A new poll has revealed that 60% of Britons believe the government is unable to deal with important domestic issues because it is focusing all its resources on securing a Brexit deal.

The survey by BMG Research for the Independent suggested a majority of people think “important domestic issues” are being ignored by ministers as they work towards a final divorce settlement between the UK and the European Union.

Among the key issues people view as being neglected are the NHS and the housing market.

Thousands of additional civil servants are being hired by the government in order to implement the expected Brexit deal. In October it emerged that 8,000 additional staff would be hired to cope with Britain’s impending departure from the world’s largest economic area. Some estimates suggest the annual wage bill for all new recruits related to Brexit – including several thousand HMRC staff – will exceed £400m.

As the challenging Brexit negotiations play out, polls suggest the Conservative Party is losing ground to the Labour Party, with Jeremy Corbyn's satisfaction ratings edging ahead of those of the Prime Minister, Theresa May.

In the BMG poll, most respondents agreed with the statement: “the Government has spent too much time focusing on Brexit and has forgotten about important domestic issues”.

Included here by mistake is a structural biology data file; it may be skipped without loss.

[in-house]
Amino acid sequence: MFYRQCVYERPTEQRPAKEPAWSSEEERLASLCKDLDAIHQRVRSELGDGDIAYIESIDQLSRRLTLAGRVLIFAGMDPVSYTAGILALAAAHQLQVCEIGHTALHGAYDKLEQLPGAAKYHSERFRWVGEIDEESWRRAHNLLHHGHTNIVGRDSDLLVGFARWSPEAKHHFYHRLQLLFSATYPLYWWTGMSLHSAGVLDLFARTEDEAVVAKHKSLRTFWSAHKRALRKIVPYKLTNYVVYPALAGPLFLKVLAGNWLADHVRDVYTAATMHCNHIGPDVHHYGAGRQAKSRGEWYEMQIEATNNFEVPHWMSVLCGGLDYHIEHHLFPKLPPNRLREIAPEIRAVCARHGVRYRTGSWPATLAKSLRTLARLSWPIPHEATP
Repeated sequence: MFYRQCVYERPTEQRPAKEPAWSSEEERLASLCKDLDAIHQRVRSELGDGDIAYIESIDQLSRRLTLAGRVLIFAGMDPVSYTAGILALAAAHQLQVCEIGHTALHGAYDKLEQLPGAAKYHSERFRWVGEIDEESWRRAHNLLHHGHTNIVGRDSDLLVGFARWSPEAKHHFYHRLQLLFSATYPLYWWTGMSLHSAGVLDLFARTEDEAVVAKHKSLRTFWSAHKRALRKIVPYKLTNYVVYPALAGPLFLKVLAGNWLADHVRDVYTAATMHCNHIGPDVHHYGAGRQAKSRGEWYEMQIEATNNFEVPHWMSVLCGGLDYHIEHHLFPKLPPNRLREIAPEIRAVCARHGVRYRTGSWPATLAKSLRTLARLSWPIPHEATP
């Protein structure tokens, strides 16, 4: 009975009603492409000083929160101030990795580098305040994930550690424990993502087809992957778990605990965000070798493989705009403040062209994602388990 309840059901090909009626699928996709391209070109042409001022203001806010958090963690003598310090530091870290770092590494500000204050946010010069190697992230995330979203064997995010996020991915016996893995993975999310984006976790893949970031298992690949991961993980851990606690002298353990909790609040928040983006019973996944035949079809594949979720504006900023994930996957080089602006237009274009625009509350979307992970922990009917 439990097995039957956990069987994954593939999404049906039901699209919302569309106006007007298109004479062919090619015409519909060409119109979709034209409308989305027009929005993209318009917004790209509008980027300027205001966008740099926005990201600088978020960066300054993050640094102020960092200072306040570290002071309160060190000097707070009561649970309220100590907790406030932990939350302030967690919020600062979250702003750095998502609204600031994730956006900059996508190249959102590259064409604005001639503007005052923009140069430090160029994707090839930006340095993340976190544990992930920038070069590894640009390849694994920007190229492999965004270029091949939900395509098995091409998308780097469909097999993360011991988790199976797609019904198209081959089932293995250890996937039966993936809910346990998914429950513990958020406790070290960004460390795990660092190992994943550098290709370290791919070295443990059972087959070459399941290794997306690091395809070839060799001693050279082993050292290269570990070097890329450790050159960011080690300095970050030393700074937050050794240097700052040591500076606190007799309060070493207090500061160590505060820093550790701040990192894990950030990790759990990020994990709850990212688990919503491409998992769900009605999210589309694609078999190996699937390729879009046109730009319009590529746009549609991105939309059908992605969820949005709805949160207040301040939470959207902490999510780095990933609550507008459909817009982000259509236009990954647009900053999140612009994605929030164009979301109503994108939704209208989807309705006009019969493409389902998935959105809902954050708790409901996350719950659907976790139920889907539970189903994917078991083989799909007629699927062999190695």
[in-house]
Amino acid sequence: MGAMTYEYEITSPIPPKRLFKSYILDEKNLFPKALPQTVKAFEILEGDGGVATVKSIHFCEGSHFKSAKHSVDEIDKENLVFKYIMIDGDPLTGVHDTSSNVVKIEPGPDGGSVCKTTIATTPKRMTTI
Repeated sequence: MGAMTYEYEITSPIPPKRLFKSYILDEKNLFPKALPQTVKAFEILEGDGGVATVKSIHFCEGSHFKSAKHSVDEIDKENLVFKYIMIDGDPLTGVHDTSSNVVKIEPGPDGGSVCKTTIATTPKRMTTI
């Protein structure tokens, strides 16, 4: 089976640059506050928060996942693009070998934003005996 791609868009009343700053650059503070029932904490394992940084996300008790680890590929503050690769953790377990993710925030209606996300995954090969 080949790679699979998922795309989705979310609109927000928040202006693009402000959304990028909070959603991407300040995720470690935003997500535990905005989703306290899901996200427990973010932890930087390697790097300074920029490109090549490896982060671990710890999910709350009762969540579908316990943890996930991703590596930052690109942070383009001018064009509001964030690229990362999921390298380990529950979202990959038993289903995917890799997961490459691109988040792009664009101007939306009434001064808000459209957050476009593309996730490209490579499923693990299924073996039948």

60 per cent supported the statement; 41 per cent agreed "somewhat", while 19 per cent "strongly agreed".

15 per cent disagreed with the statement – 13 per cent "somewhat" and 3 per cent "strongly".

20 per cent neither agreed nor disagreed, while 7 per cent did not know.

With a withdrawal deal agreed in principle, the Department for Exiting the EU (DExEU) is keen to move on to the next phase of negotiations, namely a trade deal between the UK and the EU.

Business leaders have urged the government to work out a transitional deal quickly, helping enable companies to make decisions on increasing production capacity and staff for the coming years. Uncertainty over the future economic relationship with the EU has prompted many firms to put investment decisions on hold.

Import/export tariffs are of particular concern to UK businesses. In 2016, 43 per cent of UK exports in goods and services went to other EU nations, while 54 per cent of goods and services imported to the UK came from other EU states.